• On the day change (the date is recorded in a file, so reboot won't help), the log file is deleted, allowing a new amount of usage time to build up.
  • Since the script runs on boot up, from rc.local only user(s) with sudo privileges can stop the script, even then only if the user knows the process name.

Stop the script

In case you'd like to stop the script, use the command:

sudo kill "$(pgrep limit_use)"

But again, you'd need the sudo password to do so.




EDIT

Although the script above should provide a reasonably secure way of limiting an application's usage, as mentioned by @Bytecommander, it can be surpassed, although not very easily. The combination with the measure below will make it very unlikely that this will happen, unless your son knows the setup, and is quite experienced with Linux/Ubuntu.

Additional measure

A bit further from a "simple solution", but still not too difficult to set up is the additional measure below. If our suspected delinquent would find out the script is called from /etc/rc.local, would manage to become root, and remove the line in /etc/rc.local, or would be able to stop the script that way, we can confront him with the next problem: the screen blacks out after log in. Additionally, the solution checks if the background script is running after 5 minutes after restart, blacking out if not.

The extra measure is a startup- check if the line /opt/limit/limit_use & is present in /etc/rc.local, and a check after 5 minutes if the script still runs. Since the script runs from a (hidden from Startup Applications) launcher in /etc/xdg/autostart it will be quite difficult to find out what is happening, unless you know how it is done. The combination of these two measures makes it unlikely your son will find out, and if he does, probably nothing will stop him.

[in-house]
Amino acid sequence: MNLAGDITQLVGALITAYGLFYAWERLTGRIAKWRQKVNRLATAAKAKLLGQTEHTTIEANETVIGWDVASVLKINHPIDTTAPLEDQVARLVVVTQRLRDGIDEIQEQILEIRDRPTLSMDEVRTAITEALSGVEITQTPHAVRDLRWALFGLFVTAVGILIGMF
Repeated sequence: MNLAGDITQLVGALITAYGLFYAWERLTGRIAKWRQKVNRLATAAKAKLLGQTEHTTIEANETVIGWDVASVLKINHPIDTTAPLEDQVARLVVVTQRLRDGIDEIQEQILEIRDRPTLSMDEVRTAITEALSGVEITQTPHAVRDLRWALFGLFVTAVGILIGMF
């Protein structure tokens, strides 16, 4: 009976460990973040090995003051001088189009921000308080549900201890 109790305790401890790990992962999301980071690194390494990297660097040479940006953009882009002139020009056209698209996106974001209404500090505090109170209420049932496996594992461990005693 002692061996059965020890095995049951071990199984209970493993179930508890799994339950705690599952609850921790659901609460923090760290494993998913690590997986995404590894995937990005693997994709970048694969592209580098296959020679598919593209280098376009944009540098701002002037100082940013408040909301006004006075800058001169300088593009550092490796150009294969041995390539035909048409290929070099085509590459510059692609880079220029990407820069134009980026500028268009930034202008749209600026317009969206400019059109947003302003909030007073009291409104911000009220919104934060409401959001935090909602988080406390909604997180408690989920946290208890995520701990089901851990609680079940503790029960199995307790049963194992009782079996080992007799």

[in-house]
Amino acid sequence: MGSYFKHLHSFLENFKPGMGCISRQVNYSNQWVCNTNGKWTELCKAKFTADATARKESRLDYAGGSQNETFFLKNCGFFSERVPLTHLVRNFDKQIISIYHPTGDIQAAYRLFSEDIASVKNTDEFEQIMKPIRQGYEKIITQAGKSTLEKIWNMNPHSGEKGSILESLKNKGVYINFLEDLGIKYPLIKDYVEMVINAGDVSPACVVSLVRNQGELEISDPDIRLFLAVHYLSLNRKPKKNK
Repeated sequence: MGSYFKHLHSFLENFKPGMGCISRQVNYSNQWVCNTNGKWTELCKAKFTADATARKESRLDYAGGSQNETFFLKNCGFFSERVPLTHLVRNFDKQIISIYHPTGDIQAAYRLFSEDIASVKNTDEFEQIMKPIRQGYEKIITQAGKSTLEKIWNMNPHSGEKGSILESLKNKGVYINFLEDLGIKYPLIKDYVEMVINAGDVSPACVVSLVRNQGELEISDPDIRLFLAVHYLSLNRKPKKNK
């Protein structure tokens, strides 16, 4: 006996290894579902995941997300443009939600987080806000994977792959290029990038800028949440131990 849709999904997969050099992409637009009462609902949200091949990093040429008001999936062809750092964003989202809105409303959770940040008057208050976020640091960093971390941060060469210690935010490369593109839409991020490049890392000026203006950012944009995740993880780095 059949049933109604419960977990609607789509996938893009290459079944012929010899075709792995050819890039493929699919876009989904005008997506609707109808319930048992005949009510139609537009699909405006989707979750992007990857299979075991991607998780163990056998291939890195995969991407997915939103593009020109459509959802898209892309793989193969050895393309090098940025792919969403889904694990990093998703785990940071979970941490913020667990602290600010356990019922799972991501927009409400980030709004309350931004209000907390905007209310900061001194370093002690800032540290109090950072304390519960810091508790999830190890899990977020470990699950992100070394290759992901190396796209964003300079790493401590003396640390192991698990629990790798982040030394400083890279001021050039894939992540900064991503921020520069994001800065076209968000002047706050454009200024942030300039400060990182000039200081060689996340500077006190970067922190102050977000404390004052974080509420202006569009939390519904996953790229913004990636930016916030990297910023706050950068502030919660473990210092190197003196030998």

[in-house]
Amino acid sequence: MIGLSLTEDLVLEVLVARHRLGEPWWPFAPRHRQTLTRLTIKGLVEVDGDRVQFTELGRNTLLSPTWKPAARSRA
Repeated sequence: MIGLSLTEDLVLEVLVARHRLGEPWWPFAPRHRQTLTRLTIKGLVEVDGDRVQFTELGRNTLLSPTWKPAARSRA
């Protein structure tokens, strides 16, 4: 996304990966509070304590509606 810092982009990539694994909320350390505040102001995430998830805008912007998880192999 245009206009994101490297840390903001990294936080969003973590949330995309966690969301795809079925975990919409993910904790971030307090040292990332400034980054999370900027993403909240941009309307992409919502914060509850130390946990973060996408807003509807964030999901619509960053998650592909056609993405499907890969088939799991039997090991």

How to set up

Two simple steps are involved:

  1. Copy the code below into an empty file, save it as blackout.desktop on your desktop:

    [Desktop Entry]
    Name=not allowed
    Exec=/bin/bash -c "sleep 15 && /usr/local/bin/blackout.py"
    Type=Application
    Terminal=false
    NoDisplay=true
    

    Copy the file to /etc/xdg/autostart:

    sudo cp /path/to/blackout.desktop /etc/xdg/autostart
    
  2. Copy the script below into an empty file, save it as blackout.py on your desktop, make it executable and copy it to /usr/local/bin:

    cp /path/to/blackout.py /usr/local/bin
    

    The script

    #!/usr/bin/env python3
    import subprocess
    import time
    
    def dim_screen():
        screen = [
            l.split()[0] for l in subprocess.check_output(["xrandr"]).decode("utf-8").splitlines()\
            if " connected" in l
            ]
        for scr in screen:
            subprocess.Popen(["xrandr", "--output", scr, "--brightness", "0"])
    
    if not "/opt/limit/limit_use &" in open("/etc/rc.local").read():
        dim_screen()
    
    time.sleep(300)
    
    try:
        pid = subprocess.check_output(["pgrep", "limit_use"]).decode("utf-8").strip()
    except subprocess.CalledProcessError:
        dim_screen()
    

Explanation

Launchers in /etc/xdg/autostart will launch an application (in this case the extra security check- up) for all users. This could be overwritten locally, but you have to know the check up runs. By putting the line NoDisplay=true into our launcher, it will not appear locally in Startup Applications, so without knowing it exists, it is unlikely to be discovered.

Furthermore, your son has only 15 seconds to find out (then the screen is blacked out) so he would have a serious problem, unless he is a genious, has a lot of experience with Ubuntu and a creative mind.